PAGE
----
The HRC Advisory Board comprises preeminent members of the academy and the community with a commitment to the role of the humanities in the university and the public sphere.
Humanities Research Centre Advisory Board Members
- Dr Tony Golsby-Smith (Chair)
- Dr Marie-Louise Ayres
- Mr Nick Cater
- Professor Will Christie
- Professor John Fitzgerald
- Professor Rae Frances
- Professor Jacqueline Lo
- Professor Iain McCalman
- Mr Angus Trumble
Chair: Dr Tony Golsby-Smith, CEO 2nd Road
Dr Tony Golsby-Smith is the Founder of 2nd Road Pty Limited and serves as its Chief Executive Officer and Director. Dr Golsby-Smith has over 20 years of consulting and training experience. He has broad experience in transforming corporate cultures to become more creative and more open in their thinking and communication. He works primarily at the senior level, engaging executive teams in Strategic Conversations™ and training them in strategic thinking and leadership skills.
Delivering corporate culture change requires more than a one man band, so Tony always works with other Second Road consultants. He focuses on leadership teams because they are at the heart of successful change, while other Second Road consultants embed the tools and methods more deeply within an organization. His particular area of expertise is designing better information-based products and services. He knows how innovation works and can help clients set up environments that breed ideas and design them into better products, services, and processes. He is a master of the innovation process and was awarded the prestigious Visiting Chair of Design at Carnegie Mellon University in 1995.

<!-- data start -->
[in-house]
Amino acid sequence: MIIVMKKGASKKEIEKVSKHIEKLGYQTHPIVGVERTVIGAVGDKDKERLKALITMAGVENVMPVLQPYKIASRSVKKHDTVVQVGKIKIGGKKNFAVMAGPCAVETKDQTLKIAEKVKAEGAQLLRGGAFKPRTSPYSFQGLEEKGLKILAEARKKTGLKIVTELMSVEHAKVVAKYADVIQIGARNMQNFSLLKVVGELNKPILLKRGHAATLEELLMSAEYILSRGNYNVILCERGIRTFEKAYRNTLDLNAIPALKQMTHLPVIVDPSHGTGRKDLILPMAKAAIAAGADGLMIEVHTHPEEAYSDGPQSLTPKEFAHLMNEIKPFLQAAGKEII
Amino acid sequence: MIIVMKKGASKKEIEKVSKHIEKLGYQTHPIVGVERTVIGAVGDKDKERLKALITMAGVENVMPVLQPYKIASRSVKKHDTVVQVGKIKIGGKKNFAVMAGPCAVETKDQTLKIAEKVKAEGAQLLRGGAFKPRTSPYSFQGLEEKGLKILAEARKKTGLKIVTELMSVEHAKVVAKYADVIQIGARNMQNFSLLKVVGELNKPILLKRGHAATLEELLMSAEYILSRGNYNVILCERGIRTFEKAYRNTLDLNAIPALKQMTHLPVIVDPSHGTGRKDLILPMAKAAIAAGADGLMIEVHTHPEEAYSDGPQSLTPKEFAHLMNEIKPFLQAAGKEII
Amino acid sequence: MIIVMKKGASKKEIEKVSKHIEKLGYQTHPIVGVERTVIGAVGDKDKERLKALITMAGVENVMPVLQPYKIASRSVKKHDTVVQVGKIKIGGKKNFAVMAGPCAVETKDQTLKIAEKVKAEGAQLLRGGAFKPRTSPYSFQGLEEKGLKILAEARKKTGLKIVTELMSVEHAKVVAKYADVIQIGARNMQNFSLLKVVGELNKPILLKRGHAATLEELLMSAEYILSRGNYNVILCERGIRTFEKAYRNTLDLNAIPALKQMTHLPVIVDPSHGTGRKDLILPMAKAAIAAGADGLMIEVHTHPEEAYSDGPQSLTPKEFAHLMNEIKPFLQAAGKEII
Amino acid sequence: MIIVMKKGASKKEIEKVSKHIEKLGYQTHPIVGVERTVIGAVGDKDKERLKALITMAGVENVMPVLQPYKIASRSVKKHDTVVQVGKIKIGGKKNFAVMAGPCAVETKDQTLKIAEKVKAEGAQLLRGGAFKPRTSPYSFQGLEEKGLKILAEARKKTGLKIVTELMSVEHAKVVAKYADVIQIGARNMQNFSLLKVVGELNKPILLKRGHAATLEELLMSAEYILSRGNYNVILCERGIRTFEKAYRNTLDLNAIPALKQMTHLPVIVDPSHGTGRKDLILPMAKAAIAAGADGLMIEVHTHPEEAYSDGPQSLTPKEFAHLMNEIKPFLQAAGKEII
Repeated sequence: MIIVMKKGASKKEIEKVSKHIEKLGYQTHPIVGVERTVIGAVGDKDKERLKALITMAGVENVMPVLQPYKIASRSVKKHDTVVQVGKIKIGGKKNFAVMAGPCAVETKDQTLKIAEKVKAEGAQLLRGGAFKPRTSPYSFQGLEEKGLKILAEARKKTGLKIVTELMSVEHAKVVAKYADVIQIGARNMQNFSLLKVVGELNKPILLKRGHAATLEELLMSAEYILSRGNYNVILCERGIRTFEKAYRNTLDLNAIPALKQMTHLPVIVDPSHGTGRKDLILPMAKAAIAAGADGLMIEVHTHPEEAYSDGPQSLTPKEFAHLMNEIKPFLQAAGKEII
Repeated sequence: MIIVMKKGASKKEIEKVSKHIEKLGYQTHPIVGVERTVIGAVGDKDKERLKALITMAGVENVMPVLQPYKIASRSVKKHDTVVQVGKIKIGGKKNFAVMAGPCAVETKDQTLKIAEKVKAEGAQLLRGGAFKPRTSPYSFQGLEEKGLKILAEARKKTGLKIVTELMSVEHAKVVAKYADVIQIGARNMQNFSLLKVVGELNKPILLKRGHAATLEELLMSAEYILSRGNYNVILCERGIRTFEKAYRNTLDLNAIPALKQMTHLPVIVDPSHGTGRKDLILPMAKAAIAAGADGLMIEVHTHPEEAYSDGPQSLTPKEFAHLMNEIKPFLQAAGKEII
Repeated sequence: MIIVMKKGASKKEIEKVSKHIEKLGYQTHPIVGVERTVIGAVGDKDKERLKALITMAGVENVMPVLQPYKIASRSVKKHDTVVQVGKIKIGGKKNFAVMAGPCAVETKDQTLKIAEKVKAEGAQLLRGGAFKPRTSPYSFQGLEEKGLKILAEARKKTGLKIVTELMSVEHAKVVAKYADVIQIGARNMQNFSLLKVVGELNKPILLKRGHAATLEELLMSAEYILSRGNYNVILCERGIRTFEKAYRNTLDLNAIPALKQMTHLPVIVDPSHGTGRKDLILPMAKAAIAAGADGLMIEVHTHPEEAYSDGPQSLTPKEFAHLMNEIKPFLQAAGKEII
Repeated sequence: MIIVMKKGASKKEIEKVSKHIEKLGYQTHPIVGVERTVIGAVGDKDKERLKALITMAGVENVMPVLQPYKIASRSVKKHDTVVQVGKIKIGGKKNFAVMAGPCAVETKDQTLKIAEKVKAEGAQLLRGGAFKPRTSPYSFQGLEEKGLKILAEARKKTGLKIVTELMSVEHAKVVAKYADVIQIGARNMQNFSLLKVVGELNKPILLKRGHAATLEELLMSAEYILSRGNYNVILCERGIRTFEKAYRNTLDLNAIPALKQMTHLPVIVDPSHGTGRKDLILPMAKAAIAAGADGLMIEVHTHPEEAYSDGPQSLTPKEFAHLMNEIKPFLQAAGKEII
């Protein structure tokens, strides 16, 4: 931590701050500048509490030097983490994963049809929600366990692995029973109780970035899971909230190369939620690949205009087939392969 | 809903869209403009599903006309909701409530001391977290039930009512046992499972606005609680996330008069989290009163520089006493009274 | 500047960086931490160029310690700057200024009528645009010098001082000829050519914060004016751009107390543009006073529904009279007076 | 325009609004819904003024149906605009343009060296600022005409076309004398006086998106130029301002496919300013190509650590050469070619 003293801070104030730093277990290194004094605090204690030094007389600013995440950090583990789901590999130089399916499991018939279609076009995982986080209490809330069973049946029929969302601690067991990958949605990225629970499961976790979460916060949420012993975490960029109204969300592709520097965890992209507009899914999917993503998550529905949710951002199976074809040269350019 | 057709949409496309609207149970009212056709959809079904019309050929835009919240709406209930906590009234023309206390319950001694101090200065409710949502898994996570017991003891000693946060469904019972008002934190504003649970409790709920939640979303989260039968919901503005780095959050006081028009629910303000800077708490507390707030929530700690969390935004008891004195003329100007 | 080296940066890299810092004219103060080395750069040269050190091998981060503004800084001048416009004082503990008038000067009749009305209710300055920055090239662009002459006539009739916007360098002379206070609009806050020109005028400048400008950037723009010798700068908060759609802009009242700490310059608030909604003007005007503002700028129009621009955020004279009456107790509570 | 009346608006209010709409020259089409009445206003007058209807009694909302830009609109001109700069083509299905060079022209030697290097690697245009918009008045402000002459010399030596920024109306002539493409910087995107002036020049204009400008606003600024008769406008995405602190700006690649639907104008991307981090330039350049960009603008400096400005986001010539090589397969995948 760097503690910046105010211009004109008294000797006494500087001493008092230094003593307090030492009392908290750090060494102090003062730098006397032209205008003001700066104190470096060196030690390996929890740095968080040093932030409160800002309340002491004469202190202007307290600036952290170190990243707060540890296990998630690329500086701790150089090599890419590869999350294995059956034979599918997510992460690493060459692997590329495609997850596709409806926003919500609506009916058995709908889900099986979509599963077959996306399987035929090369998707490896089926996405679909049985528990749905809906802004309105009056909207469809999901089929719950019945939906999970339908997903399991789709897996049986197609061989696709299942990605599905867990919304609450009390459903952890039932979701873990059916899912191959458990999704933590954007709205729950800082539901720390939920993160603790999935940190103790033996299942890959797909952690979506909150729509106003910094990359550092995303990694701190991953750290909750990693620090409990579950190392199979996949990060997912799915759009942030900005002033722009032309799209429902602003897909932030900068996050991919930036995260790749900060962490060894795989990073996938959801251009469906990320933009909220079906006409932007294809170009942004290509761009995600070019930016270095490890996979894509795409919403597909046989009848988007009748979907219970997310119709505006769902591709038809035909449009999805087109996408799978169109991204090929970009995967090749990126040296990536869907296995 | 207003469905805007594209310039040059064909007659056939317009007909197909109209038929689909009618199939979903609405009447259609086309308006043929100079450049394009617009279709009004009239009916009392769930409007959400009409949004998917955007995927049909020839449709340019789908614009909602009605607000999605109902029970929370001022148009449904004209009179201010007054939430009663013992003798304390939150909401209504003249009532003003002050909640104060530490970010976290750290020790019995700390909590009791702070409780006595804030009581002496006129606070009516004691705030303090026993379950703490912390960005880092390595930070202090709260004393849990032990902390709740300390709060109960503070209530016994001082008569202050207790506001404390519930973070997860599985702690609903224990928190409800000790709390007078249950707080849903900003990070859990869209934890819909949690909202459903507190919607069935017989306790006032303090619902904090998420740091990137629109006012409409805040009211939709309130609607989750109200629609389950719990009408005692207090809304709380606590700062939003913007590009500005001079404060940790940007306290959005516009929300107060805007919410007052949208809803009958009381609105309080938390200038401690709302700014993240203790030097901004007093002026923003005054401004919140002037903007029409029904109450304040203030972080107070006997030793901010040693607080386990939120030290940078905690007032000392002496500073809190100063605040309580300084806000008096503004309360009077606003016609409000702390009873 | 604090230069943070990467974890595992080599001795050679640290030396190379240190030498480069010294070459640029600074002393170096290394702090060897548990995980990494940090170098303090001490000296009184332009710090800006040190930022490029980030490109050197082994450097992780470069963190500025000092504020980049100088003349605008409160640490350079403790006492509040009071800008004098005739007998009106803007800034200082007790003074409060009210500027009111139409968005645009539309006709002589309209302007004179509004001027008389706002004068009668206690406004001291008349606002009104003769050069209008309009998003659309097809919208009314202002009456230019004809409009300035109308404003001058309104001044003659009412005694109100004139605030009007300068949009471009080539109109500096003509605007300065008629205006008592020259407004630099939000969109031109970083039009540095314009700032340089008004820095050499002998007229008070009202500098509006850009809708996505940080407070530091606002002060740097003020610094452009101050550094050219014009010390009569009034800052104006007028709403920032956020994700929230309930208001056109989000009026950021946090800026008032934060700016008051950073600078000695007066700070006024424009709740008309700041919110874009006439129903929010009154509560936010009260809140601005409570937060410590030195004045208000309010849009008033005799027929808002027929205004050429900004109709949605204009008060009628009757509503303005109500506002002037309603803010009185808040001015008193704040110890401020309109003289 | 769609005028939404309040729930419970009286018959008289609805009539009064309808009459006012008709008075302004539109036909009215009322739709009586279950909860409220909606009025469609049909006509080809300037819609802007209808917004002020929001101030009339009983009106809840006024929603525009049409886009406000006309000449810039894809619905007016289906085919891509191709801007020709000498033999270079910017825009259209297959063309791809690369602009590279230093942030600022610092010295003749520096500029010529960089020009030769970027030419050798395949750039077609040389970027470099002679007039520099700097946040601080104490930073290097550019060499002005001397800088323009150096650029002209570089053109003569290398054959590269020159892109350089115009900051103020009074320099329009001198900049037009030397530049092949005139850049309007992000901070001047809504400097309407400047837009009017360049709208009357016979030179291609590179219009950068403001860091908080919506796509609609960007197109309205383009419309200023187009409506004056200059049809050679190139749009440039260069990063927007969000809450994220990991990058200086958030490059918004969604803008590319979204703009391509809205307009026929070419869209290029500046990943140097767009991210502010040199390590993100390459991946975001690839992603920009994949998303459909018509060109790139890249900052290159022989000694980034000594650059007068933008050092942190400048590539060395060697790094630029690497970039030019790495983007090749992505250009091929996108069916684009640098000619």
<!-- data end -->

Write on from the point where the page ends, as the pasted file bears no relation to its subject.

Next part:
Dr Golsby-Smith has an Honours degree in English Literature from the University of Sydney, as well as postgraduate qualifications from the US. He holds a Doctorate for ‘Pursuing the Art of Strategic Conversations’, which crystallises the deep theory of thinking and communicating that undergirds all his work, and believes that the critical and creative thinking nurtured by the Humanities is vital to social and economic innovation.
Dr Marie-Louise Ayres, Director-General National Library of Australia
Dr Marie-Louise Ayres has worked in research libraries for more than 20 years, and in senior management roles at the National Library of Australia since 2002.
Her career has spanned development and management of very large archival collections, and development of innovative digital services which provide access to Australia’s rich documentary heritage, including AustLit and Music Australia. More recently, Dr Ayres has worked to increase the prominence of the National Library’s collection – and the collections of hundreds of other cultural institutions – by leading Trove, the Library’s flagship digital service.
She has been a leader and participant in numerous National and State Libraries Australasia projects and working groups, and was a founding member of the GLAMpeak coalition. She is actively involved in discussions around national research infrastructure, the role of libraries in that infrastructure and opportunities to leverage investments across public and research infrastructure. She is a frequent presenter at national and international conferences, and has published extensively.
Dr Ayres holds a Ph.D. in Australian Literature from the Australian National University. Reading remains a passion.
Mr Nick Cater, Executive Director Menzies Research Centre
Nick Cater commenced as Executive Director of the Menzies Research Centre on 14 July 2014.
Cater is a journalist and author and has been visiting Fellow at the Centre for Independent Studies. He is a former editor of The Weekend Australian and deputy editor of The Sunday Telegraph. He was born and educated in the United Kingdom and began his career at the BBC before moving to Australia in 1989 to join News Corp.